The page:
TCC trained researchers from University of Nairobi, Gertrude Gardens Children Hospital, Kenya Agricultural Livestock and Research Organization, AGRA Alliance Research Fellows, Maasai Mara University. The training sessions were held in Kenya and we had participants from Burkina Faso, Togo, Rwanda, Kenya, Ivory Coast, Ghana, Benin and Senegal. (more…)
TCC trained 230 participants from various research programmes in Scientific Communication and Publishing, in the 4th quarter of 2017.
TCC trained researchers from University of Nairobi, Gertrude Gardens Children Hospital, AGRA Alliance, German Academic Exchange Service (DAAD), New Kenya Cooperative Creameries and Strathmore University . (more…)
I am a DAAD scholar pursuing a PhD programme in Chemistry at Makerere University, with interest in medicinal plants. I am currently working on plant species believed to have oxytocic properties.
I was very much privileged to have been invited as one of the participants to attend the 6-day training workshop in “Scientific Communication and Publishing” organized by DAAD and Training Centre in Communication (TCC) – Africa scheduled for 17-22nd September 2017 at Eureka Place Hotel, Kampala Uganda. I can confirm that learning took place with acquisition of new skills, knowledge and change of attitude. (more…)
Four experts in scientific communication answer four seminal questions about the best ways to communicate science to the public.
SCIENCE journals have become a prime medium to expand scientific knowledge. They have been deployed since the early beginnings of scientific research. We cannot deny the fact that knowledge can only grow through the sharing of the fruits of research. Knowledge will have problem growing otherwise. And in the pursuit of scientific knowledge, journals perform an important function of curating and validating the findings generated by scientists. Over the years, journals have undeniably demonstrated their worth as effective platforms for the communication of science among peers. It is through such communication that new ideas are born. It is also through the writings in the science journals that scientific theories are enriched and improved to eventually develop into technologies which are consequently harnessed by societies for their betterment. (more…)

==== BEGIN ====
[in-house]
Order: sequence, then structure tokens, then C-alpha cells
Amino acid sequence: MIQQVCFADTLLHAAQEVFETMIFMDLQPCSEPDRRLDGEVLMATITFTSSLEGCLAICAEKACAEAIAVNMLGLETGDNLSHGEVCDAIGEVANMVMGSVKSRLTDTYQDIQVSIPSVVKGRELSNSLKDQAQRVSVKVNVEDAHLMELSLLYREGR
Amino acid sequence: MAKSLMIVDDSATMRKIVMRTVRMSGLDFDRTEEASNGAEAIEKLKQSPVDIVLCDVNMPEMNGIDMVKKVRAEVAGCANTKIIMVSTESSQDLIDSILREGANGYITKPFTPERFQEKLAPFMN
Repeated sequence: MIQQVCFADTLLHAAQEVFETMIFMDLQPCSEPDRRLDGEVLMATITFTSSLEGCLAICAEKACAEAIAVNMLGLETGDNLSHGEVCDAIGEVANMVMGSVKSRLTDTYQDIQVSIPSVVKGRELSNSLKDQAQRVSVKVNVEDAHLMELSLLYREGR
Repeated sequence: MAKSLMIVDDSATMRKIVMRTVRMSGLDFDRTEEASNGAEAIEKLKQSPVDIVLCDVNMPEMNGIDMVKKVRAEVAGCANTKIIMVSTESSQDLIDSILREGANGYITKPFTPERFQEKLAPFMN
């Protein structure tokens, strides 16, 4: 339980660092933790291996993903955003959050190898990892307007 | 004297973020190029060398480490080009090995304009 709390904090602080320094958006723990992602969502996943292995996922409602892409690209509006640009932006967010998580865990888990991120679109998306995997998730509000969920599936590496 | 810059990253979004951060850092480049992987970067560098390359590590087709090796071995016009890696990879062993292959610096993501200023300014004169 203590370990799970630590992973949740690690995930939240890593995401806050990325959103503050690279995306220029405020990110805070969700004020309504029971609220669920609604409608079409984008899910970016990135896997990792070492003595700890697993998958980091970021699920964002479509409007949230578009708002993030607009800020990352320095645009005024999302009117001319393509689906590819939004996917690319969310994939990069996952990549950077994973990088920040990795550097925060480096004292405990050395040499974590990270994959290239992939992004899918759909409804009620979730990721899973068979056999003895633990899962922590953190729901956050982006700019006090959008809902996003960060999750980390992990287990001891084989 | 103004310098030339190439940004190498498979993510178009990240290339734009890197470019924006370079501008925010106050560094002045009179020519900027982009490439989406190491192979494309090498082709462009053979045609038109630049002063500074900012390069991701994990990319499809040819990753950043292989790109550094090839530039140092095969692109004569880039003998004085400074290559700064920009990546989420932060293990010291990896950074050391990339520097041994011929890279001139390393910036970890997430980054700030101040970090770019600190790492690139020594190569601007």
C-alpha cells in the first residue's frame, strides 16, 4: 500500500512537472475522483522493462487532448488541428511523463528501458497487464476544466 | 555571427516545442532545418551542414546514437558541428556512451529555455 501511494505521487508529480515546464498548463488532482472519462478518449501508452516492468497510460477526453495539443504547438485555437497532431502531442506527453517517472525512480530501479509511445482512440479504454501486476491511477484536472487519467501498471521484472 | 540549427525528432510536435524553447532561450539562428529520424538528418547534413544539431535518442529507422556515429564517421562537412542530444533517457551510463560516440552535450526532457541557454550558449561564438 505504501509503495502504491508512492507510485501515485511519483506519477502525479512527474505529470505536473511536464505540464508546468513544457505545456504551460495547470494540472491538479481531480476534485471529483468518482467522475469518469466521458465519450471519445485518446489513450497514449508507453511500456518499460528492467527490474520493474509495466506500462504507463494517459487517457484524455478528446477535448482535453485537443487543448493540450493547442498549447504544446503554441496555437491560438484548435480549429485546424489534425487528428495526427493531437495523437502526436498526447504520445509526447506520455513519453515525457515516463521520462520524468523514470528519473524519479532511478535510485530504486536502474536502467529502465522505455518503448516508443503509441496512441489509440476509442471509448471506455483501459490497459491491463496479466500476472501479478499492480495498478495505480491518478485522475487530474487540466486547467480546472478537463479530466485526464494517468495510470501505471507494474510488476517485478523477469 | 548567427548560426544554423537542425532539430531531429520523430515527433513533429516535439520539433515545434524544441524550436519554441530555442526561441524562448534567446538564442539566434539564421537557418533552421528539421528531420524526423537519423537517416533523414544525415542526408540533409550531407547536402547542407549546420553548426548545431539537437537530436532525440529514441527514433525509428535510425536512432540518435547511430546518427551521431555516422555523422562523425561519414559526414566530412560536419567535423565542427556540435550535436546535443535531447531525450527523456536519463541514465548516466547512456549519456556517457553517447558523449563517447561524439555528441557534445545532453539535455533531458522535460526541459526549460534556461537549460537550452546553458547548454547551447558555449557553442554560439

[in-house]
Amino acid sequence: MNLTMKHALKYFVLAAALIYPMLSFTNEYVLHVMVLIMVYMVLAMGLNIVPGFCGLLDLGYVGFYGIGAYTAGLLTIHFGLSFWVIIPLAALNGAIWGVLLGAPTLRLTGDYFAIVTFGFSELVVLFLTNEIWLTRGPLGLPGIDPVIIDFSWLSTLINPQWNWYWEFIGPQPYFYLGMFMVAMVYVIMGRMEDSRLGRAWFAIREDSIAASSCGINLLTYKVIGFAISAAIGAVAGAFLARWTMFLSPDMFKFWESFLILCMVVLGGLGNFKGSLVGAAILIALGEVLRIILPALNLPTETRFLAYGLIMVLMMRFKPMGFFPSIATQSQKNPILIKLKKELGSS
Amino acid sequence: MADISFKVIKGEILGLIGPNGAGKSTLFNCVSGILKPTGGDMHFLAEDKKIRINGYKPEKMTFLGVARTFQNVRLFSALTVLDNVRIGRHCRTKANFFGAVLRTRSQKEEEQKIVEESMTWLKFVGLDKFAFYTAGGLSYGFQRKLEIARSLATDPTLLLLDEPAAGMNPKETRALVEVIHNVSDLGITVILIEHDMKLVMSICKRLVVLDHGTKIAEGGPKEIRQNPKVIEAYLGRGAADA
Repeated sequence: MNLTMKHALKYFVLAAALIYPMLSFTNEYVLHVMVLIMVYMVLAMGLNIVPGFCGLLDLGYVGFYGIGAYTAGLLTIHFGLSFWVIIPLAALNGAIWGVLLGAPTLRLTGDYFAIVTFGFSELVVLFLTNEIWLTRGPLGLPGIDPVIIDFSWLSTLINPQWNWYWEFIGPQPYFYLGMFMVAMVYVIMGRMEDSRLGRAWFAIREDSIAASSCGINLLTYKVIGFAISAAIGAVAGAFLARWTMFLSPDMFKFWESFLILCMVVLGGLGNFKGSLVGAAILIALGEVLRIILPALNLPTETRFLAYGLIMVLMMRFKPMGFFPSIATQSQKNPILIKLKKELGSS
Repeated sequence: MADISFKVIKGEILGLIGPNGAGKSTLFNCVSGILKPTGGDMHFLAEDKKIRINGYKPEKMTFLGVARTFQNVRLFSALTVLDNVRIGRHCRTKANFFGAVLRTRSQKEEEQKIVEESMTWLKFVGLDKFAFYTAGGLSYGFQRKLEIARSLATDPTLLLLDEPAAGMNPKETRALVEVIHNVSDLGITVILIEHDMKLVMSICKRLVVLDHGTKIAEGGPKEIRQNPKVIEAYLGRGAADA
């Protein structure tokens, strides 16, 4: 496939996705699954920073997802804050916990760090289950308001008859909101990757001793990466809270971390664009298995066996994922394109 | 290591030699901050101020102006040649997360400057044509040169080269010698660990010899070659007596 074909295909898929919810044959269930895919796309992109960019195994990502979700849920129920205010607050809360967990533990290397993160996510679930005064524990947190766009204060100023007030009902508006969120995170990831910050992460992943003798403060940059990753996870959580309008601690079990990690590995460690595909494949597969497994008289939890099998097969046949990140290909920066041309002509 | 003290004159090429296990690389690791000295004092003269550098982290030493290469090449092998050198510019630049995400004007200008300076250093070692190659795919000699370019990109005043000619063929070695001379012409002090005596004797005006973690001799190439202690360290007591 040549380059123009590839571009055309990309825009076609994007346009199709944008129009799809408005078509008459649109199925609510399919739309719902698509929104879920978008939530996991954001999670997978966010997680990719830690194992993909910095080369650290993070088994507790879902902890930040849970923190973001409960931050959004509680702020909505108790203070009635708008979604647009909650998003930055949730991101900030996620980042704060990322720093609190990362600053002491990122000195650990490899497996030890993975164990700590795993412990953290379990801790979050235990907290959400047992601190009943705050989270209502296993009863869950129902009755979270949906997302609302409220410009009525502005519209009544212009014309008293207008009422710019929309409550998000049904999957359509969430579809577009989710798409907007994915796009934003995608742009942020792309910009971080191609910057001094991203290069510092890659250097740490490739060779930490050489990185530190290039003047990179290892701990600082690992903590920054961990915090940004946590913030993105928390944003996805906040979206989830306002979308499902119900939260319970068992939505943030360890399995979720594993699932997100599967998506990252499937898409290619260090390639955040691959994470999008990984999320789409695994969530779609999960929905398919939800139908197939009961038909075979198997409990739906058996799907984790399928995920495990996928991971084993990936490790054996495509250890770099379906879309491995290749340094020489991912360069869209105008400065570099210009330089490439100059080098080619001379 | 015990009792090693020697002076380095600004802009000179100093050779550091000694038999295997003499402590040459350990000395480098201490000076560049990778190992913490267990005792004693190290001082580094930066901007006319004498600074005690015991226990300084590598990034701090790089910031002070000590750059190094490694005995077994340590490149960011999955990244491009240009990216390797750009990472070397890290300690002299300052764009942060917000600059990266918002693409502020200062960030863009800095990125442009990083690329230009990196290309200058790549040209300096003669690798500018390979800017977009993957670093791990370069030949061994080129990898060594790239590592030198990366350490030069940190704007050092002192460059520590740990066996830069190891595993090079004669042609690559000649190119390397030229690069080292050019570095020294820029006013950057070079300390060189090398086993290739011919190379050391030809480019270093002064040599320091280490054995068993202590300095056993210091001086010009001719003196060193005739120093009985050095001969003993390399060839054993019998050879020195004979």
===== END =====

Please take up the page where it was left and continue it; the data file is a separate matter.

Bill Nye “The Science Guy” has simplified the complex world of chromosomes and terrestrial layers for students across America for decades. On April 21, Netflix introduced his triumphant return to the world of science education, “Bill Nye Saves the World.” (more…)
The role of social media in science has been hotly debated, with the most recent skirmish coming from a Guardian op-ed. Entitled “I’m a serious academic, not a professional Instagrammer,” the article has inspired both a “nonserious” response and ironically, its own set of hashtags: (more…)
Several years ago, actor Alan Alda led about 20 engineering students at the University of Southern California in an improv session. The students gave short talks about their research and then spent three hours trying the same exercises (more…)